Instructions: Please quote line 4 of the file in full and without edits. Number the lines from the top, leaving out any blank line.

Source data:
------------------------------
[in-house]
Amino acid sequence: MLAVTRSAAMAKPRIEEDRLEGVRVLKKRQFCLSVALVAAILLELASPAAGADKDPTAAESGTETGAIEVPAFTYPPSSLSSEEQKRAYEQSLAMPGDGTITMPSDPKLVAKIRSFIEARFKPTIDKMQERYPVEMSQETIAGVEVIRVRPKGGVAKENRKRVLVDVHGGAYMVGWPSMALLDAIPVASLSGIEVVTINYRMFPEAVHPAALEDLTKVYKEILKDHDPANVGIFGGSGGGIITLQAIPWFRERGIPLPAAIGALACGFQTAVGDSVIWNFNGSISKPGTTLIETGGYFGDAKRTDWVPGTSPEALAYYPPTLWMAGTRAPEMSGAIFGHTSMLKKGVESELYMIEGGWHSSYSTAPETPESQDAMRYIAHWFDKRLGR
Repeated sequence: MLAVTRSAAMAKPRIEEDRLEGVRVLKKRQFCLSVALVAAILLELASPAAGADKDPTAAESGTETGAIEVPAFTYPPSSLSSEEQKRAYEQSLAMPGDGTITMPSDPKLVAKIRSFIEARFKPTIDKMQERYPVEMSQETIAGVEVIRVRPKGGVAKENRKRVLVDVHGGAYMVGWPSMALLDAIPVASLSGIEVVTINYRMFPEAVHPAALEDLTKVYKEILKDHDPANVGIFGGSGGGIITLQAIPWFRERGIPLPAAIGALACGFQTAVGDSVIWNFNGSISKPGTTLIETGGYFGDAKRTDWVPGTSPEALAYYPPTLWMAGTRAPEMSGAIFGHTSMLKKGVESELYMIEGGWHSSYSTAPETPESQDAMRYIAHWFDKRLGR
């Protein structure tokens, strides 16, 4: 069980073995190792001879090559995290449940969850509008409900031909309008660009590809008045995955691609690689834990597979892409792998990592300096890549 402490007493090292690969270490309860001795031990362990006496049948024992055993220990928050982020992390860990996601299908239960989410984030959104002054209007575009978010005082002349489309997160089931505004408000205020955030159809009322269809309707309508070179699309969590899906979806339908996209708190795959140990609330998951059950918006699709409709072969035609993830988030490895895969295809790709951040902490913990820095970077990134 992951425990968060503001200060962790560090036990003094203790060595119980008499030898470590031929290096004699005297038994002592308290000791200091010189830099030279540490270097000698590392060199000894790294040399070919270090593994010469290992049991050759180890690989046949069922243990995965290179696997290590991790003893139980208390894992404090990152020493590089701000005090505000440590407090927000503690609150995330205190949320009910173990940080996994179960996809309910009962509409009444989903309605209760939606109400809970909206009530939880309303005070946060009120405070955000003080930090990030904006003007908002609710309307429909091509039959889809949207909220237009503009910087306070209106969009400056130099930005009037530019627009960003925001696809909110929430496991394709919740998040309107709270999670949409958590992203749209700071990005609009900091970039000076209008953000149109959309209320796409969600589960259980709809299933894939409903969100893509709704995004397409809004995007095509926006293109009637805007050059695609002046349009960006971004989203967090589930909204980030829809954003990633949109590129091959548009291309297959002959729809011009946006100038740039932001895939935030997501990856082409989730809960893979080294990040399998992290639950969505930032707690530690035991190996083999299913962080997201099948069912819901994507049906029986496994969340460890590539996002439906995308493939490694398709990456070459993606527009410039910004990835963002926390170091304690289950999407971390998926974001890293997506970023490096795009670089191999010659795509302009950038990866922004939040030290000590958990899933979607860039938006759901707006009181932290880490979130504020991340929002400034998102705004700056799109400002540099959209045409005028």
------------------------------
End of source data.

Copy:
């Protein structure tokens, strides 16, 4: 069980073995190792001879090559995290449940969850509008409900031909309008660009590809008045995955691609690689834990597979892409792998990592300096890549 402490007493090292690969270490309860001795031990362990006496049948024992055993220990928050982020992390860990996601299908239960989410984030959104002054209007575009978010005082002349489309997160089931505004408000205020955030159809009322269809309707309508070179699309969590899906979806339908996209708190795959140990609330998951059950918006699709409709072969035609993830988030490895895969295809790709951040902490913990820095970077990134 992951425990968060503001200060962790560090036990003094203790060595119980008499030898470590031929290096004699005297038994002592308290000791200091010189830099030279540490270097000698590392060199000894790294040399070919270090593994010469290992049991050759180890690989046949069922243990995965290179696997290590991790003893139980208390894992404090990152020493590089701000005090505000440590407090927000503690609150995330205190949320009910173990940080996994179960996809309910009962509409009444989903309605209760939606109400809970909206009530939880309303005070946060009120405070955000003080930090990030904006003007908002609710309307429909091509039959889809949207909220237009503009910087306070209106969009400056130099930005009037530019627009960003925001696809909110929430496991394709919740998040309107709270999670949409958590992203749209700071990005609009900091970039000076209008953000149109959309209320796409969600589960259980709809299933894939409903969100893509709704995004397409809004995007095509926006293109009637805007050059695609002046349009960006971004989203967090589930909204980030829809954003990633949109590129091959548009291309297959002959729809011009946006100038740039932001895939935030997501990856082409989730809960893979080294990040399998992290639950969505930032707690530690035991190996083999299913962080997201099948069912819901994507049906029986496994969340460890590539996002439906995308493939490694398709990456070459993606527009410039910004990835963002926390170091304690289950999407971390998926974001890293997506970023490096795009670089191999010659795509302009950038990866922004939040030290000590958990899933979607860039938006759901707006009181932290880490979130504020991340929002400034998102705004700056799109400002540099959209045409005028």